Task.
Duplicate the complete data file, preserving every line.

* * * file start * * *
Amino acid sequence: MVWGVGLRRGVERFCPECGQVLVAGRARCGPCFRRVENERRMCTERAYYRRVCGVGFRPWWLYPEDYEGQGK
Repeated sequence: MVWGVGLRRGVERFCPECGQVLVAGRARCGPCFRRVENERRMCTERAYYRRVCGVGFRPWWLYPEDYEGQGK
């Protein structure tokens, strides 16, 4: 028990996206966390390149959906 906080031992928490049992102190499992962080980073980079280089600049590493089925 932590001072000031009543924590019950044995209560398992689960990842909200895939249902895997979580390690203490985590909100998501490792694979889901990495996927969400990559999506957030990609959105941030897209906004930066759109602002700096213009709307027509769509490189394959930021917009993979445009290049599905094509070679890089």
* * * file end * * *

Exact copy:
Amino acid sequence: MVWGVGLRRGVERFCPECGQVLVAGRARCGPCFRRVENERRMCTERAYYRRVCGVGFRPWWLYPEDYEGQGK
Repeated sequence: MVWGVGLRRGVERFCPECGQVLVAGRARCGPCFRRVENERRMCTERAYYRRVCGVGFRPWWLYPEDYEGQGK
């Protein structure tokens, strides 16, 4: 028990996206966390390149959906 906080031992928490049992102190499992962080980073980079280089600049590493089925 932590001072000031009543924590019950044995209560398992689960990842909200895939249902895997979580390690203490985590909100998501490792694979889901990495996927969400990559999506957030990609959105941030897209906004930066759109602002700096213009709307027509769509490189394959930021917009993979445009290049599905094509070679890089």